MERRY CHRISTMAS FAM!
It's Christmas day people!!! Are you feeling alright? Have you eaten? What did you eat? Where are you? Oya smile for me! Hey, It's Christmas my Fabulous Fam!
Well, if you want to know how my Christmas is going, yours truly is sending you this particular post all the way from Uganda! Yep! You heard me.
I decided to take a tour of Africa this festive season. So welcome aboard and enjoy the ride with me.
THE CHRISTMAS THAT WAS AND WASN’T
Christmas isn't a season. It's a feeling." —Edna Ferber
It was the 19th of December 2019. I was so excited about what the family plan for Christmas was. We were going on an adventure, touring the Queen Elizabeth national park, seeing the beauty and vastness of the wild. The big five and later on seeing fort portal, Uganda’s city of Tourism. I had always wanted to do this. It was on my bucket list for so long but as life is, the right opportunity never came but this time I was going to do it and I was going to do it with family. I mean what gets better than that.
I can’t even begin to explain how happy and giddy I was. I even had dreams about it. I was going to be like Augusta Van Buren, who toured the continental United States on a motorcycle with her sister in the early twentieth century and later on even joined Amelia Earhart’s Ninety-nines group of women explorers. These kind of women explorers like Augusta or Nellie Bly just inspire me and have firmly pointed out my bucket list of traveling all the 54 countries of Africa on a Ducati.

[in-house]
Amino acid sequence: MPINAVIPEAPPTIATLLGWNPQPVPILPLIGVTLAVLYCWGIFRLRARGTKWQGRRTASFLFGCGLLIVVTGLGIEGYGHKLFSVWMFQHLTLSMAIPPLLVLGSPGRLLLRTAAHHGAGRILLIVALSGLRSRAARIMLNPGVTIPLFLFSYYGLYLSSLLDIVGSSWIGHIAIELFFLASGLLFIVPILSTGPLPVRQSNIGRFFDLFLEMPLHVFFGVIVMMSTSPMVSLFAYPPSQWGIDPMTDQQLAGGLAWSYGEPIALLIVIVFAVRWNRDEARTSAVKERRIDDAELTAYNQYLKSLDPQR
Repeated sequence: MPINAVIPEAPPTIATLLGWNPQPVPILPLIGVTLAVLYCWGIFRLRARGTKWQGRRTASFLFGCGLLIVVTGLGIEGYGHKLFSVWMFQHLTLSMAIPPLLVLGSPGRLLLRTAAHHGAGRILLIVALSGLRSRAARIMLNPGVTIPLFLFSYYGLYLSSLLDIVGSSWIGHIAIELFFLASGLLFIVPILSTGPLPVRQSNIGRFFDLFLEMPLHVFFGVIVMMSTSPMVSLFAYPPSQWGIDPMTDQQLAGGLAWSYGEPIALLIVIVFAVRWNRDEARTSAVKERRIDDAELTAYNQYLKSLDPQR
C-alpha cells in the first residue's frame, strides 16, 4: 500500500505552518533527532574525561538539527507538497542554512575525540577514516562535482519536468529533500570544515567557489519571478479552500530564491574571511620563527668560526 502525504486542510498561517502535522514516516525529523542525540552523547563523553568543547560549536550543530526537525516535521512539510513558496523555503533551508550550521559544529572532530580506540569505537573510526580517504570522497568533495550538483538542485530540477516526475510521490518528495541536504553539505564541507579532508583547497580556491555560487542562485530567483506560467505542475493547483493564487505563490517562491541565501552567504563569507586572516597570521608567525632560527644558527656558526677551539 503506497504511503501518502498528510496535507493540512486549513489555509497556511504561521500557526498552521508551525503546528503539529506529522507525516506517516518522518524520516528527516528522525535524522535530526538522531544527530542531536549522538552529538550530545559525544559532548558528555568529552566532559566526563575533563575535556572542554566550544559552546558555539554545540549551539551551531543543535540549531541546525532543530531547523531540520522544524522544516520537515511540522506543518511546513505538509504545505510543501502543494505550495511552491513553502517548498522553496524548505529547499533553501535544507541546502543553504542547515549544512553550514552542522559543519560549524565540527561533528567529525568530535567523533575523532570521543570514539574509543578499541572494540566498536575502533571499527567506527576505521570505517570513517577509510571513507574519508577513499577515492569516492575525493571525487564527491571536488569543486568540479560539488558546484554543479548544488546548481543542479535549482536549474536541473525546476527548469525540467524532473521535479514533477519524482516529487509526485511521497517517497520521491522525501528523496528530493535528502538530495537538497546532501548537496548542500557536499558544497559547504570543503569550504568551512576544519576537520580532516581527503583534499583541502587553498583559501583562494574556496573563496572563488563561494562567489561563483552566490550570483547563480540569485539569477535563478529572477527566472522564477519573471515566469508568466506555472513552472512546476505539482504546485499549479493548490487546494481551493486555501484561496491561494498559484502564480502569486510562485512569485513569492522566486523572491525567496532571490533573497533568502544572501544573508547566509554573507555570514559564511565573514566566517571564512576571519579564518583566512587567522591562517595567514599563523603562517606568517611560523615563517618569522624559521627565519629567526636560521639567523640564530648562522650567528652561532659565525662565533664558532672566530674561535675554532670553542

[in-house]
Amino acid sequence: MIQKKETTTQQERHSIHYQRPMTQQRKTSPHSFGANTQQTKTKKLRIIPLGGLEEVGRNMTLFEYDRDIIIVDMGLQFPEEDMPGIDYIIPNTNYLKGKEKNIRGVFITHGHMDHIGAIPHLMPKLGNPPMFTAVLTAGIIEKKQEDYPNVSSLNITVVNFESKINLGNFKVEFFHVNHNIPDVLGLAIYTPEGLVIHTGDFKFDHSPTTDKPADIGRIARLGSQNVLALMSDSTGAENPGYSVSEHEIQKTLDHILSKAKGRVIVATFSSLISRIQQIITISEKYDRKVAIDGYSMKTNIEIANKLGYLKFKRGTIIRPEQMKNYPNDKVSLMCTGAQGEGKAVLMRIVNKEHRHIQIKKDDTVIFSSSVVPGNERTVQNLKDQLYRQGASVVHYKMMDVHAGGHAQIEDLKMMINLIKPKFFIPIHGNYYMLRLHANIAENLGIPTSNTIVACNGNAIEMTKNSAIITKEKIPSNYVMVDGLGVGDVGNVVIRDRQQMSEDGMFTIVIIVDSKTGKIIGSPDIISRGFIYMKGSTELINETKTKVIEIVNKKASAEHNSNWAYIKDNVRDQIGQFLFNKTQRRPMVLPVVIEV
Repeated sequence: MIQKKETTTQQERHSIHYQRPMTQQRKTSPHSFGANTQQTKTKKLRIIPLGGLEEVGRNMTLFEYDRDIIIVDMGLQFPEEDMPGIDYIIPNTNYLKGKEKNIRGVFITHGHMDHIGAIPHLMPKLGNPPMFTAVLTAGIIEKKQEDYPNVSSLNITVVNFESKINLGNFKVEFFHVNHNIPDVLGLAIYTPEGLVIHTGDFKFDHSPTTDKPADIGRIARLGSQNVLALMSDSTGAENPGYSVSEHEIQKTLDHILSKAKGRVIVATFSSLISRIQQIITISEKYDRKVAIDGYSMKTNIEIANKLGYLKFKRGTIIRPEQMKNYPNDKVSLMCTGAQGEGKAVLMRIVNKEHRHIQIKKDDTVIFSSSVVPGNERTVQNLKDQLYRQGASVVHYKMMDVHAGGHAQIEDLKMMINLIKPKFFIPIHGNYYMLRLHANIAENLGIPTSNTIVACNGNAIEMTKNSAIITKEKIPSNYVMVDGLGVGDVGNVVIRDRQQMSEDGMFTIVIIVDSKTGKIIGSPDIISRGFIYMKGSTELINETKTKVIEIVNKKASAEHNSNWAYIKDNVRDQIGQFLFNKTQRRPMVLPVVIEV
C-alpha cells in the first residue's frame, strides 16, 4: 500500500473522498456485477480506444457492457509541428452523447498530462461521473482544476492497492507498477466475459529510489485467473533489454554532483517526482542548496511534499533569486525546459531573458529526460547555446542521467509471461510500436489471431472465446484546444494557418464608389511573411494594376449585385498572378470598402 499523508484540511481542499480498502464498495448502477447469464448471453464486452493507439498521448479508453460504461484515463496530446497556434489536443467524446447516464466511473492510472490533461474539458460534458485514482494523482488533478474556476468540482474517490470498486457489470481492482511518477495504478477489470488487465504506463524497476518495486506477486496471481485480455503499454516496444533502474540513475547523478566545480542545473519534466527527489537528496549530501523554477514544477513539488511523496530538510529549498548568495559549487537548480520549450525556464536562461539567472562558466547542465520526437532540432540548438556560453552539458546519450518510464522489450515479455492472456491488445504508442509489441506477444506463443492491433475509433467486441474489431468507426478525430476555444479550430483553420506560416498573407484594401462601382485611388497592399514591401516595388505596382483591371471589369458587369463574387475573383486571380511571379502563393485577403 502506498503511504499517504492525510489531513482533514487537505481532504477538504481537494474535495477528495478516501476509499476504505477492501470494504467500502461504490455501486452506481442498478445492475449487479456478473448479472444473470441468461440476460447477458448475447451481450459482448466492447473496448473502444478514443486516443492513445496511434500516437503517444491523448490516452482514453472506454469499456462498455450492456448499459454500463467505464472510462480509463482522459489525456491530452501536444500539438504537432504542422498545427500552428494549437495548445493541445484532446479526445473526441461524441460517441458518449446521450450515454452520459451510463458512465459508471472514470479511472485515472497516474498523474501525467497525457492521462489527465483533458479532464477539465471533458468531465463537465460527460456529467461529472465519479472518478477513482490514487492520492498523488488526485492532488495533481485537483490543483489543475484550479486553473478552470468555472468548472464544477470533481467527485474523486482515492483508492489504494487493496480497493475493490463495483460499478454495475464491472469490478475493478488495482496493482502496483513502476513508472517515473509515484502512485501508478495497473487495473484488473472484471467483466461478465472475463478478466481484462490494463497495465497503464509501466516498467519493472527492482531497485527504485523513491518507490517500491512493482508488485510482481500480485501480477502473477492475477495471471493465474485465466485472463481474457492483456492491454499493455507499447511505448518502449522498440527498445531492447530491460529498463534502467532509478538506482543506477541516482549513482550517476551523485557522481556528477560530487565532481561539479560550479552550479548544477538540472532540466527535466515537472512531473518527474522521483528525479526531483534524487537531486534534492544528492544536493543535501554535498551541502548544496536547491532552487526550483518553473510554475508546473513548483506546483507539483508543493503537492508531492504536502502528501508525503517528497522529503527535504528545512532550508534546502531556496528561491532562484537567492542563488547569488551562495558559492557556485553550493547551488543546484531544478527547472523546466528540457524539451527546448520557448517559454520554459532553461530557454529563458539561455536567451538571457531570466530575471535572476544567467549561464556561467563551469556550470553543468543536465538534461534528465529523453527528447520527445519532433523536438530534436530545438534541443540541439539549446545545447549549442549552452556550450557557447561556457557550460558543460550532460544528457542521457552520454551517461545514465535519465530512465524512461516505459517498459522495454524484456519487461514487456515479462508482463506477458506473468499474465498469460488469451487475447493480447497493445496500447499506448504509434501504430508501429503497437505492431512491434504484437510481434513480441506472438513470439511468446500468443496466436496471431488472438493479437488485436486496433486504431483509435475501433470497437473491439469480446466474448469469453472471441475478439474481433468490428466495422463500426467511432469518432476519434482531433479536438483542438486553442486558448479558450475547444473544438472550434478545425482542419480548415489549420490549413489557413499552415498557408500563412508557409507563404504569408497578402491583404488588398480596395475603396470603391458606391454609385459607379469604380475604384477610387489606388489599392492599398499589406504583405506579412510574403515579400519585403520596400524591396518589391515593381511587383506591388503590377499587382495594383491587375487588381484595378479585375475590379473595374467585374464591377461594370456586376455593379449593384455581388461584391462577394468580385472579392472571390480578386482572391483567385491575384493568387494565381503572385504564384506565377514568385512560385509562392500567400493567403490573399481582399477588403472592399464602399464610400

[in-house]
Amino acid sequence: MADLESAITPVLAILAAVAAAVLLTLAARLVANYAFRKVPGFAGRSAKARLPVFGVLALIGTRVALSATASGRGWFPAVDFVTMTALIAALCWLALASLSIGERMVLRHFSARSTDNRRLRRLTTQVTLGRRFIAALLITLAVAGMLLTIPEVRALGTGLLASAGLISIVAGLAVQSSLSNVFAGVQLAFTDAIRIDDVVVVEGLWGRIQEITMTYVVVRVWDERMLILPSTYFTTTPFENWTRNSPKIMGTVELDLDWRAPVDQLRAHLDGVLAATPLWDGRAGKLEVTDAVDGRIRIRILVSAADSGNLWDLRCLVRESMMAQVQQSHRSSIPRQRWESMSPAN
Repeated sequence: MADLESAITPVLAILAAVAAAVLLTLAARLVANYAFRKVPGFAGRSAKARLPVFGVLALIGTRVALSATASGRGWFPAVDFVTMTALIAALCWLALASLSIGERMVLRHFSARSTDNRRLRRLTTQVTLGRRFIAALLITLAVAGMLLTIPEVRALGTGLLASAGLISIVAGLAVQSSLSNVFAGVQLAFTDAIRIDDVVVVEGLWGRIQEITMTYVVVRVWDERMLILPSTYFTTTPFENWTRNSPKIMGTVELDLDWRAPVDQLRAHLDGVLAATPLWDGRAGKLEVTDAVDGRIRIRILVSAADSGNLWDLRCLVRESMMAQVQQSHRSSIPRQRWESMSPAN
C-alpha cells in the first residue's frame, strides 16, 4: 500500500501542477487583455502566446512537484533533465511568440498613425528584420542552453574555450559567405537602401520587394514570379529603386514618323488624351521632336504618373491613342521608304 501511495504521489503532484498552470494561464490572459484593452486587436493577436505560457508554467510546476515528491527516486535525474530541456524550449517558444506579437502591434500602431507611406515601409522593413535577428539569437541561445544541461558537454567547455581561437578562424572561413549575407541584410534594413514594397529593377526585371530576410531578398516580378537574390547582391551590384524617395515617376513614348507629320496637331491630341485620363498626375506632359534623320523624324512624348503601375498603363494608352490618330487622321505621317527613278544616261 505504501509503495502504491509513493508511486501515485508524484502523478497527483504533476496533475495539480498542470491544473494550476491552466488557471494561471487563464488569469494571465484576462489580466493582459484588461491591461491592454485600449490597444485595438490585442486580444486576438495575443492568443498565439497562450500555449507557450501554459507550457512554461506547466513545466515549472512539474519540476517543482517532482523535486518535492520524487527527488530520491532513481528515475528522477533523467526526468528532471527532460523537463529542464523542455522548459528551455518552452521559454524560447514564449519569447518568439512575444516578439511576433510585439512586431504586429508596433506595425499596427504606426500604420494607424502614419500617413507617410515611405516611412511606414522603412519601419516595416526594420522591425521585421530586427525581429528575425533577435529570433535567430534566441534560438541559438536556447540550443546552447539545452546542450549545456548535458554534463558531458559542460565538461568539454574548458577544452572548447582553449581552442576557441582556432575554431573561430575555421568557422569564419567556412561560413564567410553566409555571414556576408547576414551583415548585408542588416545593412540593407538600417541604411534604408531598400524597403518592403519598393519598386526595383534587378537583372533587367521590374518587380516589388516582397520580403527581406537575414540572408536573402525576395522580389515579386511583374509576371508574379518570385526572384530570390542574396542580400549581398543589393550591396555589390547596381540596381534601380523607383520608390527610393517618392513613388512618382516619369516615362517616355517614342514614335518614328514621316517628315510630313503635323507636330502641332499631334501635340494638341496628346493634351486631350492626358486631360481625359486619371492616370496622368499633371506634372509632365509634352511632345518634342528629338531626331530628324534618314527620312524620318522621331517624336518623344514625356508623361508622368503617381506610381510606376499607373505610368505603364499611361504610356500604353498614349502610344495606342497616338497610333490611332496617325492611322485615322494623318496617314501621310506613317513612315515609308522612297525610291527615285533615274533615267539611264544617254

And I was starting with my country, Uganda with my family. Honestly, it couldn’t get better than that.
True to my form, I mentally pack my bags weeks before in my head. Hahaha! And physically packed my bags the morning of the journey. As I finished off packing- I hate packing, I rushed off to get dressed as I waited for the car that was to pick us so that we start the adventure. As I sat waiting, I felt a twinge. I honestly can not explain it but to those with sickle cell anaemia, they will understand. It is a weird feeling that heralds the arrival of a sickle cell crisis. I rushed to swallow painkillers but alas, it was not to be. My family wanted to cancel the trip but I implored them to go. I felt bad making them miss this. We had all been excited about it so it was with sadness that I waved goodbye to my family on the journey that I should have been on as I was taken to the clinic.
In my mind, I thought it would just be a day at the clinic, then I’d come home and relax with friends. But if anything could go worse, it did. The pain increased and the doctors said that I had to be admitted. There was no way around it. So off to International Hospital, I went. Reaching there, the pain had increased to levels that when I think back, I can burst into tears just because of the memory. I was then rushed to ICU and there I stayed for four days.